Same Ish, Different Year: Do We Still Need the BET Awards?
It’s almost summer, and with that season approaching with the quickness (not until June, but you know Memorial Day ushers in the summertime way of thinking and naked-ness), it’s time to get ready for another presentation of the BET Awards. Nominations came out yesterday, and while I’m sure most–no, make that some–of the nominees are geeked up about their honors, I kind of rolled my eyes at not only the nominations, but the idea of another unorganized award show. Is it just me, or have the BET Awards become pretty irrelevant and unnecessary at this point?
I’ll never forget when the show was at its prime. The award show as a whole started in 2001 and has been a force to be reckoned with over the years, even pulling in MTV Video Music Award numbers, sometimes record numbers for the network. The most entertaining BET Awards presentation was probably the one in 2003 when Mo’Nique was the host, and anybody and everybody that was hot in the industry (and black) was in the audience. That was the year Bey performed “Crazy in Love” live for the first time, a very popular 50 Cent (remember, this was a LONG time ago) slayed the stage, and that was the year the show honored James Brown and Michael Jackson came out and got down with him. Our last glimpse of the men together on stage before both passed. Pretty awesome indeed.
But if you look forward after those years, the ceremonies became more and more ridiculous. From hosts who bombed (I still love you Damon Wayans), to reckless mess (Lil Wayne singing “I wish I could f**k every girl in the world” with his daughter and her friends dancing on stage), the terrible censorship (covering up clean words and accidentally letting the F-bomb and worse be aired on national television), and Debra Lee’s wardrobe choices, folks have been begging BET to go back to the drawing board with this once very fun and exciting annual event.
I’m sure most would say we need the BET Awards in order to honor OUR stars, but how does the show benefit and represent for black celebrities when half of them don’t even show up for the award’s ceremony??? Maybe they started to think the show was obscure as well, because last time I saw folks like Rihanna or even Kanye at the show, they had different boos on their arms and were all smiles before big scandals that would change the direction of their music and careers. And in all honesty, the show has started to honor the same folks over and over again rather than really showcasing a wide variety of talented black stars. And it’s getting pretty tired at this point.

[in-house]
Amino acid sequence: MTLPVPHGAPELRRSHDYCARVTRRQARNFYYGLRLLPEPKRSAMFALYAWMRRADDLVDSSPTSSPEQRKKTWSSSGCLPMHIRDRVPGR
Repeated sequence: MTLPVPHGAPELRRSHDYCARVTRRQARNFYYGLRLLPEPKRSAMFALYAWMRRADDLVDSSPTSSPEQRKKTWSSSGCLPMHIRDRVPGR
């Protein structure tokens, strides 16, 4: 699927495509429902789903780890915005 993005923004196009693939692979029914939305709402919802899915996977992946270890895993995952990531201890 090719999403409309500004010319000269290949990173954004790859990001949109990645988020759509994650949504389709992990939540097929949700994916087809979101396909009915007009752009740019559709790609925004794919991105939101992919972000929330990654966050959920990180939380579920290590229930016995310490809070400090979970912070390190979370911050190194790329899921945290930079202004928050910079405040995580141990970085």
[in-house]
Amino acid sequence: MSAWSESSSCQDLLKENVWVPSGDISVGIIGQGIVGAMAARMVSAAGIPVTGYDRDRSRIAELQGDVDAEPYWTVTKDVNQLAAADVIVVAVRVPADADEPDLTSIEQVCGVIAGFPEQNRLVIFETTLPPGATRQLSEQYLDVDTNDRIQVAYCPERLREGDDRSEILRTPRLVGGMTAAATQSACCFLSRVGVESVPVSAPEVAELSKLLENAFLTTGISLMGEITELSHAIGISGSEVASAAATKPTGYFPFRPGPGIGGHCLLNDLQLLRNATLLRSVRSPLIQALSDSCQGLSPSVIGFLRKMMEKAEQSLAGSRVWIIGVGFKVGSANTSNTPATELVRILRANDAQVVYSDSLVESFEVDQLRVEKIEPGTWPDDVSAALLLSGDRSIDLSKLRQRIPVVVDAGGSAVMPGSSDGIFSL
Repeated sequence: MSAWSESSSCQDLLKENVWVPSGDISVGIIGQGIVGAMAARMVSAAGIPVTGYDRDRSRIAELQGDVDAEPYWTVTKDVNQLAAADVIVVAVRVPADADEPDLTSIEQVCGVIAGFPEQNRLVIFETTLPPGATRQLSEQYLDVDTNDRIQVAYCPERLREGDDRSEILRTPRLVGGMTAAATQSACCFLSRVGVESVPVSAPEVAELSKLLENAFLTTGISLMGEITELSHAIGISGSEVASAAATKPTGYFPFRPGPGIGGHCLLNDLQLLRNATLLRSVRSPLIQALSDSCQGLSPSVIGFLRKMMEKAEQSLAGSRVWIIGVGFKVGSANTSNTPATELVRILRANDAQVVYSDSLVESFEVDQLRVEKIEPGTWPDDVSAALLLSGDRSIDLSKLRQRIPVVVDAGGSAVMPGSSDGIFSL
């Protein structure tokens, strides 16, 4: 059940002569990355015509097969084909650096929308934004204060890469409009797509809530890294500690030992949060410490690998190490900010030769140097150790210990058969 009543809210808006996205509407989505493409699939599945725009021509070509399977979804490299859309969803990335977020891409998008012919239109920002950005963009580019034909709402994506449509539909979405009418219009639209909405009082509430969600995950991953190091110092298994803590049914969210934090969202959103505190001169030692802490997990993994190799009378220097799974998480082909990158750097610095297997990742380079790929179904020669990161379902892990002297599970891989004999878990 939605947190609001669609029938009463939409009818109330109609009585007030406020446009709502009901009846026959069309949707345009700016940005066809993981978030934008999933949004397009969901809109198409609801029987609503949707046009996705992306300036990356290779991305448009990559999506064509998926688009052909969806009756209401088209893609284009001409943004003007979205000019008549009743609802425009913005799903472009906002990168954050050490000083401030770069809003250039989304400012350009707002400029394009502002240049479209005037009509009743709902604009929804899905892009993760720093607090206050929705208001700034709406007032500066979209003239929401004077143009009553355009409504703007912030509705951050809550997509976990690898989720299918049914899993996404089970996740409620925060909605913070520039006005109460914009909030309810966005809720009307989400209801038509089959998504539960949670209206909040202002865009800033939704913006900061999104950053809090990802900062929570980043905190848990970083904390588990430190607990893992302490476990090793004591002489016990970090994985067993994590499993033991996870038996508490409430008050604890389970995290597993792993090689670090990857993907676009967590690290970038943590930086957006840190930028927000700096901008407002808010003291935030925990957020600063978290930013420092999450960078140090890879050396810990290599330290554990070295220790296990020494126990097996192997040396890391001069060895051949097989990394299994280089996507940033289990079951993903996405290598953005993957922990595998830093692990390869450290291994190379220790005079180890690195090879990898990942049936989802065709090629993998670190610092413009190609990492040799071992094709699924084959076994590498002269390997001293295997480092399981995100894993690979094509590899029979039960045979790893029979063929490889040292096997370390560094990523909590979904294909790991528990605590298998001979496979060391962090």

For instance, this year, the video of the year category has two nominations for Bey and two for “The Throne” (Jay-Z and Kanye), leaving just one random nom left for Usher’s video, “Climax.” And that video came out, what, two months ago? And let us not forget that it has been the Chris Brown/YMCMB show for the last three years (Lil Wayne or Drake has consistently closed the show with stomach-turning flashes of Wayne’s panties and expletive-laden performances). Who can forget the fact that they let Chris Brown perform on-stage about three times last year and just HAD to give us a streamed performance of Beyoncé performing at Glastonbury? (They could have kept that.) And after a year that sprouted new female rap talents like Iggy Azalea and Azealia Banks, why Nicki Minaj is nominated against folks like Diamond (she had new music???), I have no clue. They might as well mail her that award now and save her the trouble of coming out. And No Jill Scott in the Female R&B category??? *scoffs*
I do commend producers for including the humanitarian award, the lifetime achievement award (which is hand’s down my favorite part of the show) and letting gospel talents perform (too bad they have to sit in the audience and listen to so much ratchet-ness a majority of the night). I even like that they try to broaden people’s musical tastes by having awards for international acts, but what good is that award when you hand it out before the program starts??? You see, for every step forward the show takes, it winds up taking a few more back. But then again, that’s the history of the network as a whole.
With this type of job, I’ll be watching so I can help provide coverage about what happened, who wore what, and all that jazz (just as I did last year), and I’m really just looking forward to the show’s attempt at honoring Whitney Houston. But I’m hoping with the time they have to put on something fancy, it will be great, and that the awards as a whole can get a major upgrade. But these days, I’m finding that this show…honestly, make that most music award shows, are becoming as irrelevant as as can be, and there’s nothing you can do about it but tune in to laugh, or tune out to maintain your right mind.
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